Co-Founder, Dry Powder Works/Chromatic Black
Abeni Bloodworth is a writer and artist-activist. Co-Founder of Dry Powder Works (DPW). DPW is a multimedia production and distribution ecosystem designed to name and disrupt the master narrative through good storytelling. Powered by 3000 Black creatives throughout the Diaspora, the company is premised on the belief that “We are the stories we tell ourselves.” DPW’s theory of change utilizes story to socialize indigenous wisdom and inspire a re-imagination of power across social, economic, political, cultural, and ecological fault lines. She has over 25 years of experience supporting organizations through periods of growth, change, and transition - disrupting systems by linking philanthropy to narrative change and leadership to transformative impact. To date, she has raised over 150M+ dollars to support transformative change. She has lived and worked on four continents (West Africa, Eastern Europe, Central America, and North America - including the Big Island, Hawaii); served as an executive director, program officer in philanthropy, development officer, a board member, and launched two successful ventures. Architect of the Activist Playbook for Transformative Media, she is currently co-producing with Level Forward an adaptation of the Paula Giddings biography Sword Among Lions: The Ida B. Wells Story and the episodic series, Blackball, the story of the Negro Baseball League told through the rivalry of two teams.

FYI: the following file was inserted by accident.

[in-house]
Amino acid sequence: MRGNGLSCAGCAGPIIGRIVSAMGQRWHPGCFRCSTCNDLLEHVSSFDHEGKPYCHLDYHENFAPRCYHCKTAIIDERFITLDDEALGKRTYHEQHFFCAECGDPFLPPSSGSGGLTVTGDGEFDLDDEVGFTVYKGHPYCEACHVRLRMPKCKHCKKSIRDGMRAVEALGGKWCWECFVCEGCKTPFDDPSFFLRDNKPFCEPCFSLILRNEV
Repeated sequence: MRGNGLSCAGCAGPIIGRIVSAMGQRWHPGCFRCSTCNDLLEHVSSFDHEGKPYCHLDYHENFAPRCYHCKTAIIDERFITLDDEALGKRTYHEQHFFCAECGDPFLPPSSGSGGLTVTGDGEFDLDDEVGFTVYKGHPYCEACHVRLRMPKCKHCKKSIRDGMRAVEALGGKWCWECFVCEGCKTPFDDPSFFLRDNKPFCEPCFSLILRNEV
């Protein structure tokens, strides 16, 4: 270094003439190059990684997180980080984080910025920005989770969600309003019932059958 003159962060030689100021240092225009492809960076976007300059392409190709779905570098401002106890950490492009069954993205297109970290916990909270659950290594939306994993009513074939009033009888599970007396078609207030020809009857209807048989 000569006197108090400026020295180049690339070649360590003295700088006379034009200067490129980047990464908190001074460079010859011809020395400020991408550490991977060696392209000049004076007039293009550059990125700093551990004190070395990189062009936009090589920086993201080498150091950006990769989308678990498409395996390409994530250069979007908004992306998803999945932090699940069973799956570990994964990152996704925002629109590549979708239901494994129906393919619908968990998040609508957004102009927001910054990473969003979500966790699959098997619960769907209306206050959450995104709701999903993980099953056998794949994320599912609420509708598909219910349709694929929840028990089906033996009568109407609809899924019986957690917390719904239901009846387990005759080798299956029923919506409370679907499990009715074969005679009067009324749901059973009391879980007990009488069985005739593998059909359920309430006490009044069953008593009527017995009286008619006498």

Abeni is a long-time board member and former Board Chair of the Institute for Media& Education and currently serves on the Boards of the Predistribution Initiative, Imperative 21, and the Vindicate Society Venture Capital Fund. She received her B.A. in English and Political Science from Spelman College, an M.S. in Managerial Sciences from Georgia State University, and holds a Certificate of Fundraising Management from the Lilly School of Philanthropy at Indiana University. For fun, she enjoys exploring our country’s National Parks, listening to Gregory Porter, and cooking elaborate Sunday meals for friends. Now, she finds herself dreaming of New Zealand and re-reading James Baldwin, Octavia Butler, Malidoma Some, and Rumi.